Natural Gas Pipeline Construction Required to Identify and Mitigate Impacts to Water Quality
Over the course of three years, from 2013 to 2016, CLA volunteer attorneys assisted the Gunpowder Riverkeeper in challenging Columbia Gas Transmission, LLC’s proposal to extend an existing natural gas pipeline an additional 21 miles across Maryland from Baltimore County to Harford County. The pipeline would cross and potentially impact about 80 waterways, including trout habitat and drinking water sources for 1.8 million area residents in the City of Baltimore and Baltimore County. The construction project would also effect 305.4 acres of largely forested land and 5.35 acres of wetlands. State and federal permits are required because construction of the project will result in the discharge of sediments and other debris into streams and wetlands.
At the beginning of the Columbia Gas pipeline project, CLA assisted the Riverkeeper with comments before the Federal Energy Regulatory Commission (FERC) as well as meetings with the Maryland Department of the Environment (MDE) and the Army Corps of Engineers regarding public notice and stream impact issues.
Gunpowder Riverkeeper, with the help of CLA volunteer attorneys, pursued a state court challenge to MDE’s decision to issue a permit authorizing work that would impact wetlands. The Riverkeeper also challenged MDE’s decision to issue a certification under the Clean Water Act stating that the project would not adversely impact water quality. In April 2015, the Circuit Court for Baltimore County agreed with the Riverkeeper that MDE’s decision to grant a wetlands permit for the project violated state and federal law. The court ruled that “the permit sets forth general rather than specific requirements, rendering it impossible for this Court to determine whether the Permit complies with [s]tate and federal water quality regulations.” As a result, the court directed MDE to revise and reissue the permit before the construction project could continue.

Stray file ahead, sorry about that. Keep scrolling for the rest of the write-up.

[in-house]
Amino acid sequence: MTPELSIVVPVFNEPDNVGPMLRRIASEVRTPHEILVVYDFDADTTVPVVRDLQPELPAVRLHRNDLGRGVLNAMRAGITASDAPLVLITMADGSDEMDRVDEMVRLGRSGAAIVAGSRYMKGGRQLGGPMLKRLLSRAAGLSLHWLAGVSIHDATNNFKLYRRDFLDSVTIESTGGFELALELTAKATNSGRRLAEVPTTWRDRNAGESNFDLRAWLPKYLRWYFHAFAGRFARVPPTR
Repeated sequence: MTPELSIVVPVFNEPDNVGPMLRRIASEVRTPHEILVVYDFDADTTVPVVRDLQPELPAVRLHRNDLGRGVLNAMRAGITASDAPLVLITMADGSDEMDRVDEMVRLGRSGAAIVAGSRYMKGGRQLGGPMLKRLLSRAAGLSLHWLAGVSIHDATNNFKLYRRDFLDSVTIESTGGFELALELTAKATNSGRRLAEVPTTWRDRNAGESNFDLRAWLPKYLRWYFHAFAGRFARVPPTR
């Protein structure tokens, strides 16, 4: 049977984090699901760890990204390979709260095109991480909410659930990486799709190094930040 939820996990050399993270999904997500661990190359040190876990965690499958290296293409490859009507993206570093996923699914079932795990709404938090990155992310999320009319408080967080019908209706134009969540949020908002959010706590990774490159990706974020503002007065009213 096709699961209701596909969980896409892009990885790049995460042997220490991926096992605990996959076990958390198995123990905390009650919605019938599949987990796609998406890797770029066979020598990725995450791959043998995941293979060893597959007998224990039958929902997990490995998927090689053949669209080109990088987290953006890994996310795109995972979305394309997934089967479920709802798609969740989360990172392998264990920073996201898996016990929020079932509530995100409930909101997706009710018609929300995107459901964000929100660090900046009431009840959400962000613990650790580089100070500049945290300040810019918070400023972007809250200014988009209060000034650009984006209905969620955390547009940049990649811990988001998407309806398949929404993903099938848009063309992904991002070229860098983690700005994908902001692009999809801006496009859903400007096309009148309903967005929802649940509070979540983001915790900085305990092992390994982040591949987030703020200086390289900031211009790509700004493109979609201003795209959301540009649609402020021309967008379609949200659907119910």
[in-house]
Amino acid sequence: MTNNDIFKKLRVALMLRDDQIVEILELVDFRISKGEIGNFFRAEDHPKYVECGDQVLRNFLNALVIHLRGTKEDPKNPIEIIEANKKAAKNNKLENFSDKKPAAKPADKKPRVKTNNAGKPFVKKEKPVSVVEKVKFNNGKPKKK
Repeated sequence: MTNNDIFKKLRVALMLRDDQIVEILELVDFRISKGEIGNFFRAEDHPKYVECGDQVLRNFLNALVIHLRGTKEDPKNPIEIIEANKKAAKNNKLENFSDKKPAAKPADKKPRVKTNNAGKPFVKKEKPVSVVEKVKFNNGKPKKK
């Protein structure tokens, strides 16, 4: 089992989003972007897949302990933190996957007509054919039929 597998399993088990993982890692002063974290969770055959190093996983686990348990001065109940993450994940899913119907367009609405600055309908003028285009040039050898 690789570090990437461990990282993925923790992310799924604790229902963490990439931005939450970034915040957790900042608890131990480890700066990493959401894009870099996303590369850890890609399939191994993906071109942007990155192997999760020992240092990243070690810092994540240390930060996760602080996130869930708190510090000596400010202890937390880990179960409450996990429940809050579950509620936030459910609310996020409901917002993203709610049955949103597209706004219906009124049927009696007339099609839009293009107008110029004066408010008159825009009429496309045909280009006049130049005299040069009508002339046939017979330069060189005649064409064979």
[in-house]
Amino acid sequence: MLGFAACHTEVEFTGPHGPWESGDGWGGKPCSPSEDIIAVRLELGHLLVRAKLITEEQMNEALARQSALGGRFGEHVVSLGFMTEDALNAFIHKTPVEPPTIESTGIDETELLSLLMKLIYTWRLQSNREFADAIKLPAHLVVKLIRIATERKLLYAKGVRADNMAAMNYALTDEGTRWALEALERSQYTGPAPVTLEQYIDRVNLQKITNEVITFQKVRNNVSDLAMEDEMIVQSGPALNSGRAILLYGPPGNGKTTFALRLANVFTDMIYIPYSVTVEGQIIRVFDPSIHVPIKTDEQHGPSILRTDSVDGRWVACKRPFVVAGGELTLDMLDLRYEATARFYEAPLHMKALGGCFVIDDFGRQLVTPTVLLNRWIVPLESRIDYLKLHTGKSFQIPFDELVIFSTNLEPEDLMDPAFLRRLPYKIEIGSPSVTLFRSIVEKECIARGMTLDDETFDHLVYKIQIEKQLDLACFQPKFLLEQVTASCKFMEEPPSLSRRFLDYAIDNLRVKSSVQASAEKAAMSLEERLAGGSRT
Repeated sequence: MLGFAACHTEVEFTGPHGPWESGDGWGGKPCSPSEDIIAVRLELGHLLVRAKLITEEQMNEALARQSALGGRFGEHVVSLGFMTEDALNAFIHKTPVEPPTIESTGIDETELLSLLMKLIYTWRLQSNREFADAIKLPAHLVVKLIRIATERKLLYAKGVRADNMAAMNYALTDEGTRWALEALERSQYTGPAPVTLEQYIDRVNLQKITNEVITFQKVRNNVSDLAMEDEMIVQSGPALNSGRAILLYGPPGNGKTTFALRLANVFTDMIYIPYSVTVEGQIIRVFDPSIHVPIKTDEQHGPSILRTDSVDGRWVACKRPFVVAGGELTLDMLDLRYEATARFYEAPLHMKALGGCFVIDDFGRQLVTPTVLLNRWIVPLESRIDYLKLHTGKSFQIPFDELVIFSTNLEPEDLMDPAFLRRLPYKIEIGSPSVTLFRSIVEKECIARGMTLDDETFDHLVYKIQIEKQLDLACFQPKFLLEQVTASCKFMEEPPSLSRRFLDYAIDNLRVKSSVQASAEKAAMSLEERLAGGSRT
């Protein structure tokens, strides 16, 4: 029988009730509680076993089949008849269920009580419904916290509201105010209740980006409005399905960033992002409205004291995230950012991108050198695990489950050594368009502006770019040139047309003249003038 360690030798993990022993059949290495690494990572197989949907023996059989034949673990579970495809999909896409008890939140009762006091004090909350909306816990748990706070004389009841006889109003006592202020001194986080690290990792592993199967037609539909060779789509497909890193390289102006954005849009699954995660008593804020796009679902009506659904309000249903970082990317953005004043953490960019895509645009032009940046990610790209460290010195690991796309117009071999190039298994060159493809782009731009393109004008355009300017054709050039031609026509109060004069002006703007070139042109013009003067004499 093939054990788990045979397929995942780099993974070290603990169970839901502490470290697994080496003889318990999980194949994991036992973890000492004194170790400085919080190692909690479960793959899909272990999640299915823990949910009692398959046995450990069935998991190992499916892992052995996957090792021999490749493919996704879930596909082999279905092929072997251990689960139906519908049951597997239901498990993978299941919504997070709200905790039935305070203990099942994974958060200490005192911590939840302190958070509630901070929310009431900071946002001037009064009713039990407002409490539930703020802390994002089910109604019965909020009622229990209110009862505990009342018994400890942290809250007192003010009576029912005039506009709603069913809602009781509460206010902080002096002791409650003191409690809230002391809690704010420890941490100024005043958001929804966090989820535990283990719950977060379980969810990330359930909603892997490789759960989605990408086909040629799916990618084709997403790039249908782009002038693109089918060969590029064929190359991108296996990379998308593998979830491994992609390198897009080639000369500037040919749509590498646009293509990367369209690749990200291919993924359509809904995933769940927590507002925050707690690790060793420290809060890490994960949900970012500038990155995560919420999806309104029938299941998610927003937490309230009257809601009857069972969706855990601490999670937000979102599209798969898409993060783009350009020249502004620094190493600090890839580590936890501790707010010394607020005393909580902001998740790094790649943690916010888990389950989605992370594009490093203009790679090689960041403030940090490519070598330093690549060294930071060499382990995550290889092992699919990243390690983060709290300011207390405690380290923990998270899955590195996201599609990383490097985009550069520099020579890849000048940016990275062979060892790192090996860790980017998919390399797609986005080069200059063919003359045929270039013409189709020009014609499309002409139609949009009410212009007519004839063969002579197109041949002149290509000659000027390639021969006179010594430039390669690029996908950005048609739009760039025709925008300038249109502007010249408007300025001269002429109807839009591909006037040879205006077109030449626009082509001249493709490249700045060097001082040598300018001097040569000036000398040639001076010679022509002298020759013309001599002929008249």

In September 2015, the Riverkeeper challenged MDE’s reissued non-tidal wetlands permit for the Columbia pipeline, and the parties ultimately reached a settlement in December 2015. The reissued permit required the natural gas pipeline company to identify impacts on waterways and to mitigate these impacts during construction of the pipeline. As part of the mitigation, Columbia had to do stream sampling during construction. The largest impact to water quality, other than a spill, would occur during construction of the pipeline. A baseline water quality sample collected before construction with continued sampling during and after construction will ensure Columbia has taken appropriate mitigation steps. CLA volunteer attorneys assisted Gunpowder Riverkeeper enforce the terms of the settlement, and Columbia agreed to conduct sampling of certain streams prior to commencing construction.
Many CLA volunteer attorneys donated their time to support Gunpowder Riverkeeper with this fight to protect water quality and habitat from natural gas pipeline construction, including: Julia Crowley, Greta Swanson, William A. Anderson II, Paul Smail, Ross Phillips, Jon DeCarlo, Richard Goldring, William Davies, Sarah Purpura, Daniel Sotelino, and CLA Interns. Many thanks to these attorneys for volunteering their time to protect the Gunpowder River.